Medicare For All Solidarity, original Illustration by Emogene Cataldo

By Dayanara Hernandez, age 15 and IndyKids staff

Medicare for All is commonly thought of as being just one proposal, when in fact there are several proposals. Medicare for All is a way for all people to have the same benefits, regardless of their income or private healthcare coverage. 

Currently in the United States, people either receive healthcare from private companies, employers or through programs such as Medicaid and Medicare. However, about 27.5 million people in the United States do not have access to healthcare, 45% of whom cite the high cost of insurance as their reason for not having it, according to the medical website Healthline. Unemployment also affects whether people have health insurance, as so many health insurers are tied to employment. This is an especially problematic issue due to the current global pandemic, which in just the month of April made 20.5 million Americans unemployed.

Under Medicare for All, everyone in the United States will receive health insurance through a single-payer system — where healthcare costs are paid by a single public system, generally with tax money. Plans put forward by Sen. Bernie Sanders and Rep. Pramila Jayapal allow for comprehensive benefits, a substitute for private health insurance, lifetime enrollment, and no premiums, according to Healthline.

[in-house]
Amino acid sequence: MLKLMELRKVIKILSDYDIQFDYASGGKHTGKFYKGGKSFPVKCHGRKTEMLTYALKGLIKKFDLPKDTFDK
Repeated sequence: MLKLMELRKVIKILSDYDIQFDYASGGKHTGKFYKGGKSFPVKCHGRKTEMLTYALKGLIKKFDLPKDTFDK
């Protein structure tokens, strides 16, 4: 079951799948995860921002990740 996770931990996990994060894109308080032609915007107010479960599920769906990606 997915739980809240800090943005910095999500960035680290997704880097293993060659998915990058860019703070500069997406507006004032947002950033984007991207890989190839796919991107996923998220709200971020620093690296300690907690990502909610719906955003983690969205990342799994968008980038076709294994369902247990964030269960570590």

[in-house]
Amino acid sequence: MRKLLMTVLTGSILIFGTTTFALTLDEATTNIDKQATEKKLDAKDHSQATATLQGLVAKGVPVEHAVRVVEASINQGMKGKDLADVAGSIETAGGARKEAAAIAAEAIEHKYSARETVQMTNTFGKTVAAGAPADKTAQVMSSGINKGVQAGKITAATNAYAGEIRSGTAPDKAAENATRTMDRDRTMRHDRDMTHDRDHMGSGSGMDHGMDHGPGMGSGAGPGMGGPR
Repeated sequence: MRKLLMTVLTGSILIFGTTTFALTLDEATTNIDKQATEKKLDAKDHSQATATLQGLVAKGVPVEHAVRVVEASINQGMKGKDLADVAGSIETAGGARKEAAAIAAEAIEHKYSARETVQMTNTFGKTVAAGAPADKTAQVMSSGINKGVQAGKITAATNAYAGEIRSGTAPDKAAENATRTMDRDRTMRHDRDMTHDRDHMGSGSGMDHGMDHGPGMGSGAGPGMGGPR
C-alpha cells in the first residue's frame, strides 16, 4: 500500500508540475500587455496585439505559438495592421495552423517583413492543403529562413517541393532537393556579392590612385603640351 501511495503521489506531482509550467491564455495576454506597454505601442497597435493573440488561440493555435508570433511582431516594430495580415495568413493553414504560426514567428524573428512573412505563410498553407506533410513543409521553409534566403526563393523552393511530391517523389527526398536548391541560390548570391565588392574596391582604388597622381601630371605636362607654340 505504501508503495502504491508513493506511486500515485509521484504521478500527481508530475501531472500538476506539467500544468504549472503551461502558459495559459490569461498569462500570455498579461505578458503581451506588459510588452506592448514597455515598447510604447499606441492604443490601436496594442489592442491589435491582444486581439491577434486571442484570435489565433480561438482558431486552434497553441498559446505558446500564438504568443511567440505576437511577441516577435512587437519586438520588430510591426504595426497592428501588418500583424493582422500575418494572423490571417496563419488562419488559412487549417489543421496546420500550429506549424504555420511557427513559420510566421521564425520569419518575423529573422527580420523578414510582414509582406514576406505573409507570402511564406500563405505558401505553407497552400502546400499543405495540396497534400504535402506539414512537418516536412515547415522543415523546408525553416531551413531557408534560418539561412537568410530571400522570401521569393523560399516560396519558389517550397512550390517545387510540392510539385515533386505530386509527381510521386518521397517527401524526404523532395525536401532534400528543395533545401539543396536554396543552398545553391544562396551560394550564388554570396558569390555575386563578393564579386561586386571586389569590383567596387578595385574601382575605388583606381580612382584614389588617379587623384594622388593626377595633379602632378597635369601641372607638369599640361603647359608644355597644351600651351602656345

Many major private insurers are currently waiving copays for customers who need access to coronavirus testing or treatment. Advocates for the system highlighted that under Medicare for All, copays would no longer exist at all. In an interview with IndyKids, Sean Petty, an ER pediatric nurse at Jacobi hospital in the Bronx, said that Medicare for All “is the only immediate solution to the broken system we have right now.” Under a Medicare for All system, funding to hospitals would be equalized.

However, as the healthcare industry is of great profit to a small percentage, the fight for equality in healthcare will not be an easy one. “We need to focus on building a nurse-powered, union-powered, and people-powered movement to make this happen,” Petty said.